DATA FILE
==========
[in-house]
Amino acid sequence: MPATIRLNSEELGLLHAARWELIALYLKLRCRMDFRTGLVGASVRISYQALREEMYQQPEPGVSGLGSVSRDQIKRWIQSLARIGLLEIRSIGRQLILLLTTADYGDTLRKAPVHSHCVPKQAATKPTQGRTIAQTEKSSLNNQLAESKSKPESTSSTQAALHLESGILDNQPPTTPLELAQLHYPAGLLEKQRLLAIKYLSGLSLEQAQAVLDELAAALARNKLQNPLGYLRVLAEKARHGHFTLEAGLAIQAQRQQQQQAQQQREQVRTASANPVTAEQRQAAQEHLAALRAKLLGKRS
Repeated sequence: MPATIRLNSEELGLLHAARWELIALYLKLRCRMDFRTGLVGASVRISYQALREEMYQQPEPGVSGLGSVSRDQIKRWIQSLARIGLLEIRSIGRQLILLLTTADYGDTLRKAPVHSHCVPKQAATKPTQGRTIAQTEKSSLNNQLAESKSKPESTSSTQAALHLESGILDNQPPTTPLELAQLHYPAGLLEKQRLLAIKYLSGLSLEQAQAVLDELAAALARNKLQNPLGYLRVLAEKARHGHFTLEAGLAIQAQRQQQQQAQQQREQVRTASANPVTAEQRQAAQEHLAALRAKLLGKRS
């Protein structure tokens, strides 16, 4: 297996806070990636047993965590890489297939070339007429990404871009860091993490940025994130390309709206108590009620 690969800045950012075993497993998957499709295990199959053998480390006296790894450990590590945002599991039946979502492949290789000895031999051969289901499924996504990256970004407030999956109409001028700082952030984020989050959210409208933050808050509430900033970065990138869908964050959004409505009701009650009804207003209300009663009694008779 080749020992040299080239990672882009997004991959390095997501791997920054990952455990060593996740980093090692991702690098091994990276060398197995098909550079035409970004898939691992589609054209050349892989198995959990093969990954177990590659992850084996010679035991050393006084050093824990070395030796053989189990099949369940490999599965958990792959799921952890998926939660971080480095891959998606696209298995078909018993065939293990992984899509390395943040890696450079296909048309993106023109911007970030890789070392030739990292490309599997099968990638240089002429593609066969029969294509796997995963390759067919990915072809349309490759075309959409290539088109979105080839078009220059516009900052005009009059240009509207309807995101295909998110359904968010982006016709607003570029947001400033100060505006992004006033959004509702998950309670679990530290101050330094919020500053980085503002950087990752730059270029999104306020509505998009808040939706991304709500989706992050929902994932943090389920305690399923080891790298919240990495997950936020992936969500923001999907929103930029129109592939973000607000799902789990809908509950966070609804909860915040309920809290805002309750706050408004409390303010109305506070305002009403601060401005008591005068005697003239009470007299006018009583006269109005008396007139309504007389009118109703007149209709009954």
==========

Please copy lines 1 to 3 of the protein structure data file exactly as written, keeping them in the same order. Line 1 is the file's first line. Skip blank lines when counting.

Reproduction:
[in-house]
Amino acid sequence: MPATIRLNSEELGLLHAARWELIALYLKLRCRMDFRTGLVGASVRISYQALREEMYQQPEPGVSGLGSVSRDQIKRWIQSLARIGLLEIRSIGRQLILLLTTADYGDTLRKAPVHSHCVPKQAATKPTQGRTIAQTEKSSLNNQLAESKSKPESTSSTQAALHLESGILDNQPPTTPLELAQLHYPAGLLEKQRLLAIKYLSGLSLEQAQAVLDELAAALARNKLQNPLGYLRVLAEKARHGHFTLEAGLAIQAQRQQQQQAQQQREQVRTASANPVTAEQRQAAQEHLAALRAKLLGKRS
Repeated sequence: MPATIRLNSEELGLLHAARWELIALYLKLRCRMDFRTGLVGASVRISYQALREEMYQQPEPGVSGLGSVSRDQIKRWIQSLARIGLLEIRSIGRQLILLLTTADYGDTLRKAPVHSHCVPKQAATKPTQGRTIAQTEKSSLNNQLAESKSKPESTSSTQAALHLESGILDNQPPTTPLELAQLHYPAGLLEKQRLLAIKYLSGLSLEQAQAVLDELAAALARNKLQNPLGYLRVLAEKARHGHFTLEAGLAIQAQRQQQQQAQQQREQVRTASANPVTAEQRQAAQEHLAALRAKLLGKRS